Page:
How to Switch from MySQL to MariaDB 10.2 Database on Ubuntu Linux

If you’re currently running the MySQL database server on Ubuntu 16.04 and you wish to switch to MariaDB, the steps can be a good starting point.

This post is intended to help students and new users convert from MySQL to MariaDB database server on Ubuntu 16.04 LTS.

As you may already know, MariaDB is rapidly gaining traction on Linux systems, including Ubuntu. Over the past years, it was MySQL which was the default database server. now MariaDB has taken over.

After Oracle Corporation purchased the previous MySQL parent and made some controversial licensing changes, the open-source community gradually started drifting away from MySQL towards MariaDB.

MariaDB is a drop-in replacement for MySQL. This means it operates and functions like MySQL. If you uninstall MySQL and install MariaDB, applications that depended on MySQL won’t know the difference after installing MariaDB.

Removing MySQL Database Server

To get rid of MySQL from Ubuntu, run the commands below.

sudo systemctl stop mysql.service
sudo apt-get remove mysql-server mysql-common libmysqlclient18

After running the above commands, continue below to install the MariaDB database server.

Installing MariaDB Database Server

Now that MySQL is removed from Ubuntu, run the commands below to install MariaDB.

sudo apt-get install mariadb-server mariadb-client libmariadbclient18

The commands above should install the stable version of the MariaDB database server from Ubuntu repositories.

During the installation, you may get the message below that the old data directory location will be saved at the new location. Accept and continue.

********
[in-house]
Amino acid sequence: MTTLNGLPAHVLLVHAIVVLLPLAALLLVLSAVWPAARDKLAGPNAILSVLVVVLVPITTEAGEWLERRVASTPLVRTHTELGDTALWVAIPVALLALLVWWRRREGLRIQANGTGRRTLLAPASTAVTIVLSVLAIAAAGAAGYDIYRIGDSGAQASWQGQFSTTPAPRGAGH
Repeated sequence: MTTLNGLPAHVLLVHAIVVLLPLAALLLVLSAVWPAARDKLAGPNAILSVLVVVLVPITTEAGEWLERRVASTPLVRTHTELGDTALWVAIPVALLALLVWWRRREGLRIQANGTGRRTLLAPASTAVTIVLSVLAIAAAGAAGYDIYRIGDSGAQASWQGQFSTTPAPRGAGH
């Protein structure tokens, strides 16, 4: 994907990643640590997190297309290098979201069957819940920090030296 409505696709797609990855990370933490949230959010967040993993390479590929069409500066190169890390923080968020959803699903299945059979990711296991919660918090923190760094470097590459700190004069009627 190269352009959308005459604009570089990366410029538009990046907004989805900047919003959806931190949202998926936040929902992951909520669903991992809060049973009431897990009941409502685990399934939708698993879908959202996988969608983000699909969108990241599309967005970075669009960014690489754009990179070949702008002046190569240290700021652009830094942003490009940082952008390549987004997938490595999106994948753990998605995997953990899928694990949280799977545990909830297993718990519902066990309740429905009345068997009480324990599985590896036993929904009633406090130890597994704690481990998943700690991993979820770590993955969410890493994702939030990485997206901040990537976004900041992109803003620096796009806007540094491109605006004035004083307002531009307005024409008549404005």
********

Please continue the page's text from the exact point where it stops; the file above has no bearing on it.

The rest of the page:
┌────────────────────┤ Configuring mariadb-server-10.1 ├──────
│ The old data directory will be saved at new location
│ A file named /var/lib/mysql/debian-*.flag exists on this system. The
│ number indicates a database binary format version that cannot
│ automatically be upgraded (or downgraded).
│ Therefore the previous data directory will be renamed to
│ /var/lib/mysql-* and a new data directory will be initialized at
│ /var/lib/mysql.
│ Please manually export/import your data (e.g. with mysqldump) if needed.
│                                  <Ok>

However, if you need to install the latest versions of MariaDB, run the commands below to add the MariaDB repository key to Ubuntu.

sudo apt-get install software-properties-common
sudo apt-key adv --recv-keys --keyserver hkp:// 0xF1656F24C74CD1D8

Then, run the commands below to add the MariaDB version 10.2 branch or repository to Ubuntu.

sudo sh -c "echo 'deb [arch=amd64,i386] '$(lsb_release -cs)' main' > /etc/apt/sources.list.d/MariaDB-10.1.list"

Finally, run the commands below to install MariaDB from the 10.2 branches.

sudo apt-get update
sudo apt-get install mariadb-server mariadb-client

If you want to install the latest unreleased 10.3 version, add the repository below.

sudo sh -c "echo 'deb [arch=amd64,i386] '$(lsb_release -cs)' main' > /etc/apt/sources.list.d/MariaDB-10.2.list"

Then run the commands below to update to the latest 10.2 version.

sudo apt-get update
sudo apt-get install mariadb-server mariadb-client

After installing, the commands below can be used to stop, start and enable the MariaDB service to always start up when the server boots.

sudo systemctl stop mariadb.service
sudo systemctl start mariadb.service
sudo systemctl enable mariadb.service

After that, run the commands below to secure the MariaDB server.

sudo mysql_secure_installation

When prompted, answer the questions below by following the guide.

  • Enter current password for root (enter for none): Just press the Enter
  • Set root password? [Y/n]: Y
  • New password: Enter password
  • Re-enter new password: Repeat password
  • Remove anonymous users? [Y/n]: Y
  • Disallow root login remotely? [Y/n]: Y
  • Remove test database and access to it? [Y/n]:  Y
  • Reload privilege tables now? [Y/n]:  Y

That’s it!

Now you can log in to MySQL by typing the commands below:

sudo mysql -u root -p


Again, this post shows you how to convert from MySQL to a MariaDB database server. Since almost all Linux distributions are now switching from MySQL to MariaDB, it’s probably the best thing to switch as well for better system support.

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